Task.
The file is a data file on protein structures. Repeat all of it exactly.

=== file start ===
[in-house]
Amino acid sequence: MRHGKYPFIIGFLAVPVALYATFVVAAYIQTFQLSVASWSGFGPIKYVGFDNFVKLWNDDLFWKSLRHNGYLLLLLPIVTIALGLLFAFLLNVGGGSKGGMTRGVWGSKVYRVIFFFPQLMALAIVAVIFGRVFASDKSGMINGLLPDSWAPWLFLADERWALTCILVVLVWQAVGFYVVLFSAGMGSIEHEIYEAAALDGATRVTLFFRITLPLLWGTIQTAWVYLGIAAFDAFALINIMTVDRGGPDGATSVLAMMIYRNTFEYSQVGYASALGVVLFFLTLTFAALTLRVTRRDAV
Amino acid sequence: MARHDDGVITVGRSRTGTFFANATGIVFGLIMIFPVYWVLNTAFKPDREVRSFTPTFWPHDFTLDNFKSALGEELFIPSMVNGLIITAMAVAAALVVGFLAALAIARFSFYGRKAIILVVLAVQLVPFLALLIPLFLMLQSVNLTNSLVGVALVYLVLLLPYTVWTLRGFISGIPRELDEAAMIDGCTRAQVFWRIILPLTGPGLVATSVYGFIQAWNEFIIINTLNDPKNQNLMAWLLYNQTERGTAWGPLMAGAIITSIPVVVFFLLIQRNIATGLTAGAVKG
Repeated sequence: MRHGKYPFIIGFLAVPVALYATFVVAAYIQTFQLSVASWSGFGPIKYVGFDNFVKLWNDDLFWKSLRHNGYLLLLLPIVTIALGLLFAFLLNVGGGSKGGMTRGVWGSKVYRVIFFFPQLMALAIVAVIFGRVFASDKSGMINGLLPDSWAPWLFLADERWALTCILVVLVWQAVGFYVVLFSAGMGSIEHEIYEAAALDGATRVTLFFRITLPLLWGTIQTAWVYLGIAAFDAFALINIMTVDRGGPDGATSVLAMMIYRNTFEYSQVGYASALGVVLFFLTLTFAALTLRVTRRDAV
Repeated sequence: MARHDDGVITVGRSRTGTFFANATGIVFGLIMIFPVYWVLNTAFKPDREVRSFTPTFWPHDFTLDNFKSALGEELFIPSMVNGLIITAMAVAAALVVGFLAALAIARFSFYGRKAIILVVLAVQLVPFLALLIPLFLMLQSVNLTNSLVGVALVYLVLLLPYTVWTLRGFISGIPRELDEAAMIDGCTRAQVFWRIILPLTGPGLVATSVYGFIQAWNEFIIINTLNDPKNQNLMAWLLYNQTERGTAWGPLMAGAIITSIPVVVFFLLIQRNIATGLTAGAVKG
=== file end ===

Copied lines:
[in-house]
Amino acid sequence: MRHGKYPFIIGFLAVPVALYATFVVAAYIQTFQLSVASWSGFGPIKYVGFDNFVKLWNDDLFWKSLRHNGYLLLLLPIVTIALGLLFAFLLNVGGGSKGGMTRGVWGSKVYRVIFFFPQLMALAIVAVIFGRVFASDKSGMINGLLPDSWAPWLFLADERWALTCILVVLVWQAVGFYVVLFSAGMGSIEHEIYEAAALDGATRVTLFFRITLPLLWGTIQTAWVYLGIAAFDAFALINIMTVDRGGPDGATSVLAMMIYRNTFEYSQVGYASALGVVLFFLTLTFAALTLRVTRRDAV
Amino acid sequence: MARHDDGVITVGRSRTGTFFANATGIVFGLIMIFPVYWVLNTAFKPDREVRSFTPTFWPHDFTLDNFKSALGEELFIPSMVNGLIITAMAVAAALVVGFLAALAIARFSFYGRKAIILVVLAVQLVPFLALLIPLFLMLQSVNLTNSLVGVALVYLVLLLPYTVWTLRGFISGIPRELDEAAMIDGCTRAQVFWRIILPLTGPGLVATSVYGFIQAWNEFIIINTLNDPKNQNLMAWLLYNQTERGTAWGPLMAGAIITSIPVVVFFLLIQRNIATGLTAGAVKG
Repeated sequence: MRHGKYPFIIGFLAVPVALYATFVVAAYIQTFQLSVASWSGFGPIKYVGFDNFVKLWNDDLFWKSLRHNGYLLLLLPIVTIALGLLFAFLLNVGGGSKGGMTRGVWGSKVYRVIFFFPQLMALAIVAVIFGRVFASDKSGMINGLLPDSWAPWLFLADERWALTCILVVLVWQAVGFYVVLFSAGMGSIEHEIYEAAALDGATRVTLFFRITLPLLWGTIQTAWVYLGIAAFDAFALINIMTVDRGGPDGATSVLAMMIYRNTFEYSQVGYASALGVVLFFLTLTFAALTLRVTRRDAV
Repeated sequence: MARHDDGVITVGRSRTGTFFANATGIVFGLIMIFPVYWVLNTAFKPDREVRSFTPTFWPHDFTLDNFKSALGEELFIPSMVNGLIITAMAVAAALVVGFLAALAIARFSFYGRKAIILVVLAVQLVPFLALLIPLFLMLQSVNLTNSLVGVALVYLVLLLPYTVWTLRGFISGIPRELDEAAMIDGCTRAQVFWRIILPLTGPGLVATSVYGFIQAWNEFIIINTLNDPKNQNLMAWLLYNQTERGTAWGPLMAGAIITSIPVVVFFLLIQRNIATGLTAGAVKG